During its earnings call last week, management at struggling Viacom tried to paint a picture of ratings and ad revenue growth turning positive in the second half of the year.
Some on Wall Street cheered that the company might finally bounce off the bottom, justifying their buy recommendations on Viacom stock.
But Todd Juenger of Sanford C. Bernstein & Co. isn’t buying it. Citing a lack of creative capability among the company’s leadership, he is rating Viacom “underperform” and has a target price for the media company’s shares at $52, which is harsh considering they closed above $60 last week (but was down almost 2% at midday Monday).
In a note Monday, Juenger scolds that for an investment to be a turnaround story, the stock must be inexpensive and an operational turnaround must succeed. “For Viacom, we are pretty sure that neither case is independently true, but chances of BOTH being true are very low,” he says. “The stock is near all-time highs, while ratings remain near historic lows.”
Juenger attributes Viacom’s ratings issues to “a lack of institutional creative capability, perennial under-investment, excessive reliance on too few hit programs and liberal online distribution.” And while Viacom’s big stock buyback program has boosted shares, “we don’t believe Viacom’s aggressive cash return plan creates value; in fact we’d rather see them invest behind their brands.”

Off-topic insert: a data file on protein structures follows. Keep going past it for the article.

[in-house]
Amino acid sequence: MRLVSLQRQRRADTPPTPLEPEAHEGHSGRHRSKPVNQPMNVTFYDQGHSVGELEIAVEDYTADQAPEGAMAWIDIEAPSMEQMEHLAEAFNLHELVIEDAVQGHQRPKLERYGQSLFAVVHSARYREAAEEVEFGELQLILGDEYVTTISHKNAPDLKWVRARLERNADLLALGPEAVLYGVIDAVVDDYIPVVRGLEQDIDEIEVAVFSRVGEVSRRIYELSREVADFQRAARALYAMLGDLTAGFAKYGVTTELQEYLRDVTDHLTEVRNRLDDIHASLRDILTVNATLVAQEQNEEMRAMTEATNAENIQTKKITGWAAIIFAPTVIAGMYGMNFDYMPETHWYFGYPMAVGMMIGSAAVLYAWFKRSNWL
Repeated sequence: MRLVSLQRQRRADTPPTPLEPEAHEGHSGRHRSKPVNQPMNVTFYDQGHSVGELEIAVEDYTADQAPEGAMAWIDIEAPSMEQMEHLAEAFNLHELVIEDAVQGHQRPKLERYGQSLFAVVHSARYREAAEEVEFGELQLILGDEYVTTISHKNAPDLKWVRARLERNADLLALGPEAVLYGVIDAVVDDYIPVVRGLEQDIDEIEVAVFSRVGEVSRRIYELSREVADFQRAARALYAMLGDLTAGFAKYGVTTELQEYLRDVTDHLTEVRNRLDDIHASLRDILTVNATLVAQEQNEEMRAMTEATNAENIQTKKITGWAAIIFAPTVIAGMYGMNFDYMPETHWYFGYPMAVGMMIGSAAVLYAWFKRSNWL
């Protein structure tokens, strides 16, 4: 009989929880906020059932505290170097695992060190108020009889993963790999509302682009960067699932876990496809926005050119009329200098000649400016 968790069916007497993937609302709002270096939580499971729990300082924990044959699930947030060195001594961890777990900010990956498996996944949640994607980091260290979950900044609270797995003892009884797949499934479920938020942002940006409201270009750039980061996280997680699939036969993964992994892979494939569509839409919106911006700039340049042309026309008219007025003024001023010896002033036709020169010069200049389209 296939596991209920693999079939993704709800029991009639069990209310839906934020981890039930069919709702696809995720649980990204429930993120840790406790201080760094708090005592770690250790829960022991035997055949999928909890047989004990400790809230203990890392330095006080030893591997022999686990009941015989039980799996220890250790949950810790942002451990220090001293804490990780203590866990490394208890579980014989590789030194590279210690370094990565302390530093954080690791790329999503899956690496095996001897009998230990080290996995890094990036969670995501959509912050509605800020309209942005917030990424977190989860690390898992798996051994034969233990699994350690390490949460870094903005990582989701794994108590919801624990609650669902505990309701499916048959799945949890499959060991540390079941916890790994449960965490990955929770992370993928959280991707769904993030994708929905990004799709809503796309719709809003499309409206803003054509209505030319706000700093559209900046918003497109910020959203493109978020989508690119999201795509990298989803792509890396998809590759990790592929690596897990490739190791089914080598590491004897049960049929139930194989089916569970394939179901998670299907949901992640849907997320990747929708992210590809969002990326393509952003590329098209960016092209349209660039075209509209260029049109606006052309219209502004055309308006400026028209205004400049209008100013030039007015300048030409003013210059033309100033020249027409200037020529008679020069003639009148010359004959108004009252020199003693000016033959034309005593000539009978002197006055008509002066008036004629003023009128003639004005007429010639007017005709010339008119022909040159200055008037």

Juenger says that he sees no evidence of a positive ratings trajectory and adds that the company’s most important networks face pressure because they depend on young viewers. That pressure is being intensified by the company’s decisions to allow those viewers to watch programming on less profitable platforms, such as SVOD and online.
He pointedly adds that “the same leadership that got the company into this mess is still largely in place, with the exception of MTV (where even a superhero couldn’t overcome the near-terms comps).”
Juenger notes that Judy McGrath resigned as CEO of MTV in May 2011. That means that “all the founding visionaries who built the network are gone,” he says. “Nickelodeon has shuffled its mid-layer executives post-ratings collapse, but the ultimate leadership has not been changed.”
Even if he’s not right, Juenger says that the market has already included potential ratings and revenue growth in Viacom’s stock price.
“To be a buyer at $60 a share, one would have to believe Viacom’s business will not only recover at the pace indicated by management, but exceed that pace. We believe that is highly unlikely,” he writes.